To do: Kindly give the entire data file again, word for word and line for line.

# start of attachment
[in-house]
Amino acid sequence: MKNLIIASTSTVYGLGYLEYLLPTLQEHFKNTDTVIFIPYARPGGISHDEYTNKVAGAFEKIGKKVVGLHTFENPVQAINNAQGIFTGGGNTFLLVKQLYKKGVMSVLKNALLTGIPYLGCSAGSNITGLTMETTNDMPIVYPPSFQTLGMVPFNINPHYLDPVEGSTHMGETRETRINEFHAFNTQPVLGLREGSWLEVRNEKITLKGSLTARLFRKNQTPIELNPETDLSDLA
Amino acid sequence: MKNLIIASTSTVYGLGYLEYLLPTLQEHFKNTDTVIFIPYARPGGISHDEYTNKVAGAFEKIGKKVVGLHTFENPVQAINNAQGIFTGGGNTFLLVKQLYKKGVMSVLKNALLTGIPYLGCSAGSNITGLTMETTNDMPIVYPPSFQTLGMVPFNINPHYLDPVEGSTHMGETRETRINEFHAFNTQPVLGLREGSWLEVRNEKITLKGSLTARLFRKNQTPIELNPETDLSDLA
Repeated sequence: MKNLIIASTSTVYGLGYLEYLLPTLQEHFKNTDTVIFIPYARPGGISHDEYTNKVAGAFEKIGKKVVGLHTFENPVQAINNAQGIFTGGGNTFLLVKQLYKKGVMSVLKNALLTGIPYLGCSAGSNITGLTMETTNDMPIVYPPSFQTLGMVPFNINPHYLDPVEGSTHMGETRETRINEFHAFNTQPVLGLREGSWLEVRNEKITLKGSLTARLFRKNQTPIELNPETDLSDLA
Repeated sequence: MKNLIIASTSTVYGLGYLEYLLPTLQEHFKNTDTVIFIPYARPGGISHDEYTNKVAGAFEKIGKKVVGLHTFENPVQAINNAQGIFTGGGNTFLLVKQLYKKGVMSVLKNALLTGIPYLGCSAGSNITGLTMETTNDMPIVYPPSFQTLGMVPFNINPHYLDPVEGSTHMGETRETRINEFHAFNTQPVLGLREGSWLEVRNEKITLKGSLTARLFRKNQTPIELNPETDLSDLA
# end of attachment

[in-house]
Amino acid sequence: MKNLIIASTSTVYGLGYLEYLLPTLQEHFKNTDTVIFIPYARPGGISHDEYTNKVAGAFEKIGKKVVGLHTFENPVQAINNAQGIFTGGGNTFLLVKQLYKKGVMSVLKNALLTGIPYLGCSAGSNITGLTMETTNDMPIVYPPSFQTLGMVPFNINPHYLDPVEGSTHMGETRETRINEFHAFNTQPVLGLREGSWLEVRNEKITLKGSLTARLFRKNQTPIELNPETDLSDLA
Amino acid sequence: MKNLIIASTSTVYGLGYLEYLLPTLQEHFKNTDTVIFIPYARPGGISHDEYTNKVAGAFEKIGKKVVGLHTFENPVQAINNAQGIFTGGGNTFLLVKQLYKKGVMSVLKNALLTGIPYLGCSAGSNITGLTMETTNDMPIVYPPSFQTLGMVPFNINPHYLDPVEGSTHMGETRETRINEFHAFNTQPVLGLREGSWLEVRNEKITLKGSLTARLFRKNQTPIELNPETDLSDLA
Repeated sequence: MKNLIIASTSTVYGLGYLEYLLPTLQEHFKNTDTVIFIPYARPGGISHDEYTNKVAGAFEKIGKKVVGLHTFENPVQAINNAQGIFTGGGNTFLLVKQLYKKGVMSVLKNALLTGIPYLGCSAGSNITGLTMETTNDMPIVYPPSFQTLGMVPFNINPHYLDPVEGSTHMGETRETRINEFHAFNTQPVLGLREGSWLEVRNEKITLKGSLTARLFRKNQTPIELNPETDLSDLA
Repeated sequence: MKNLIIASTSTVYGLGYLEYLLPTLQEHFKNTDTVIFIPYARPGGISHDEYTNKVAGAFEKIGKKVVGLHTFENPVQAINNAQGIFTGGGNTFLLVKQLYKKGVMSVLKNALLTGIPYLGCSAGSNITGLTMETTNDMPIVYPPSFQTLGMVPFNINPHYLDPVEGSTHMGETRETRINEFHAFNTQPVLGLREGSWLEVRNEKITLKGSLTARLFRKNQTPIELNPETDLSDLA